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soc.culture.jewish FAQ: Jewish Thought (6/12)
Section - Question 12.2: Can one doubt G-d's existence and still be a good Jew?

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                                  Answer:
   
   What does it mean that one doubts G-d's existence? It rarely means
   that one does not believe that G-d exists, rather that a person does
   not understand what G-d does. In other words, that the way G-d runs
   the world is not comprehensible (e.g. not understanding why G-d allow
   things like famine or the Holocaust to occur). G-d does not fit into
   our limited intellect. And defining G-d to be something that would fit
   into a human ideal of what G-d should be, would mean that we are
   denying what G-d actually is: something beyond our intellect.
   
   So the answer is: we all have questions about G-d, but it does not
   prevent us from being good Jews. Because being good is not an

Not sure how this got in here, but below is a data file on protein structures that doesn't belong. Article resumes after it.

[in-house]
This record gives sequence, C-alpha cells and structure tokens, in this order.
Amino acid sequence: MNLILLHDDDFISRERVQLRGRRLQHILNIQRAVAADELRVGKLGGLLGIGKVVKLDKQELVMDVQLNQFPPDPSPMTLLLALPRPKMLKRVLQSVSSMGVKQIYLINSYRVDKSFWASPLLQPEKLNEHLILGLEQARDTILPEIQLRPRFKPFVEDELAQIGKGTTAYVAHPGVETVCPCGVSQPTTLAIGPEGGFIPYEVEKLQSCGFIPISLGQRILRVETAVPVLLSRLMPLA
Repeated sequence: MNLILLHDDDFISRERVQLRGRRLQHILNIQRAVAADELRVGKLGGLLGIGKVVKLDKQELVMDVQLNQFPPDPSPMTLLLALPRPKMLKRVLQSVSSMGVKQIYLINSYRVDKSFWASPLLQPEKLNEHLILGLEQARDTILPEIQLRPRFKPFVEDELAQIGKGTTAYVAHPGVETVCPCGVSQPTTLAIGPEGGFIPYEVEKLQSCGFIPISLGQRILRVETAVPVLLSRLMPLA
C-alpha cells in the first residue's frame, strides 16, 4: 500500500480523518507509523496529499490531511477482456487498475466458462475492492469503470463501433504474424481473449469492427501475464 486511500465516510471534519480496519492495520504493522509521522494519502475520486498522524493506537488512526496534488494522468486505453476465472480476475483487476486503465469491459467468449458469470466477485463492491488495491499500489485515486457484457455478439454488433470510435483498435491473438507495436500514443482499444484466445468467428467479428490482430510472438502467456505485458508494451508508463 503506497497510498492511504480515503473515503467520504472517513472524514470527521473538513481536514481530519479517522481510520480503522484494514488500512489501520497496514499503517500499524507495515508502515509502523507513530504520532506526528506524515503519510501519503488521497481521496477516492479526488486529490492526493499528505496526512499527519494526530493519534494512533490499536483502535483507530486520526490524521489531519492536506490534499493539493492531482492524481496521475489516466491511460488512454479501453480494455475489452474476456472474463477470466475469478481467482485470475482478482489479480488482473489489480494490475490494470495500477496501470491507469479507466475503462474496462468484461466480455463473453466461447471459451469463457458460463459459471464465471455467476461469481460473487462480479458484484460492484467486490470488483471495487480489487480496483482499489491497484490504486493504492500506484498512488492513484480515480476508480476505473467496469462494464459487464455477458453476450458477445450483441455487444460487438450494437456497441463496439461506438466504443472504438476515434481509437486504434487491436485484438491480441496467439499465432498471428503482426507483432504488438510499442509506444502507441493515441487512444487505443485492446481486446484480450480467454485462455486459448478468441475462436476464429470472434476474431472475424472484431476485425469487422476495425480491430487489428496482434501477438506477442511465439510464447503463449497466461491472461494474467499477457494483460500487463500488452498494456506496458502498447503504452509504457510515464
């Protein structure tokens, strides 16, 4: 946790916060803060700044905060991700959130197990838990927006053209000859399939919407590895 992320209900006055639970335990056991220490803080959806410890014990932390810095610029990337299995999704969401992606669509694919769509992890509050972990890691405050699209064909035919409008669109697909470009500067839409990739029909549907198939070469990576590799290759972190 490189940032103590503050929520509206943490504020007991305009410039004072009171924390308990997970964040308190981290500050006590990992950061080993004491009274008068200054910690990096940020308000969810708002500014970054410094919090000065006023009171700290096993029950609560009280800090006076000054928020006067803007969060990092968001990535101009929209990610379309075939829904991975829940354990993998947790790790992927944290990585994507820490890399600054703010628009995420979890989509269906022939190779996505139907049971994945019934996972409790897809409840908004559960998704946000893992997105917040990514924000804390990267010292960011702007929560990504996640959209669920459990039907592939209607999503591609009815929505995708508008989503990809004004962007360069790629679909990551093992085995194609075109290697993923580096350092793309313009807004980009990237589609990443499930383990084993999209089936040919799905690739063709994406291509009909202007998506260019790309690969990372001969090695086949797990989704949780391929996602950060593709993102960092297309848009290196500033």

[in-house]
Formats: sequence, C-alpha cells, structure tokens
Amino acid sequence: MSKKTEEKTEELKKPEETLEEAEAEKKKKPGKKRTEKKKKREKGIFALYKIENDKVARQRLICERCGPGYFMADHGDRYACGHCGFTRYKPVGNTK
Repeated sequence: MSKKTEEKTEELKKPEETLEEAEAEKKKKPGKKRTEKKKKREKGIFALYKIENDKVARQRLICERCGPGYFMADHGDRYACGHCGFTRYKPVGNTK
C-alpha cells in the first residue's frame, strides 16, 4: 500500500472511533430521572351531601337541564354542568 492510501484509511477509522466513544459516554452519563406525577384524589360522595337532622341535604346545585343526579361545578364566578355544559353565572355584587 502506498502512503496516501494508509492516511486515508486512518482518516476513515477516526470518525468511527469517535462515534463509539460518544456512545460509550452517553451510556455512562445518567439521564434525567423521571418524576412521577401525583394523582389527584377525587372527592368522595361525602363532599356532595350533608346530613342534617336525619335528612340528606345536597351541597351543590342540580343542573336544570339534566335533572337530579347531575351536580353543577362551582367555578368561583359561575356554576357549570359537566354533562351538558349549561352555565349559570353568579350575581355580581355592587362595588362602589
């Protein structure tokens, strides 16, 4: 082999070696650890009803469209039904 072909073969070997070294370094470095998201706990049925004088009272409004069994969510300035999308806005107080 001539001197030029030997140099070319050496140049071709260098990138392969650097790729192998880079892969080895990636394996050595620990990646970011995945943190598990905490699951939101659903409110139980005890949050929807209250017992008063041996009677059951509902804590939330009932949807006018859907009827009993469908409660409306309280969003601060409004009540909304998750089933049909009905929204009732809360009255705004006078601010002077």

end-goal, rather a process. We struggle to get better despite any
   doubts.
   
   What a Jew does is more important than what he or she believes, even
   though Maimonides included belief in G-d as one of Judaism's key
   principles. Full and complete faith (emunah sh'laimah) in particular
   is a most difficult state to achieve, but the seeds of faith find
   fertile ground in the person of one who earnestly strives to live a
   Jewish life based on the Torah's prescriptions.
   
   Note that there is an additional question of the extent to which an
   individual who doubts G-d's existance can participate in the
   congregation. This is more a problem for the individual than the
   congregation, for the congregation does not publically question one's
   belief. The individual, however, must reconcile publically performing
   actions or making professions with their internal doubts.

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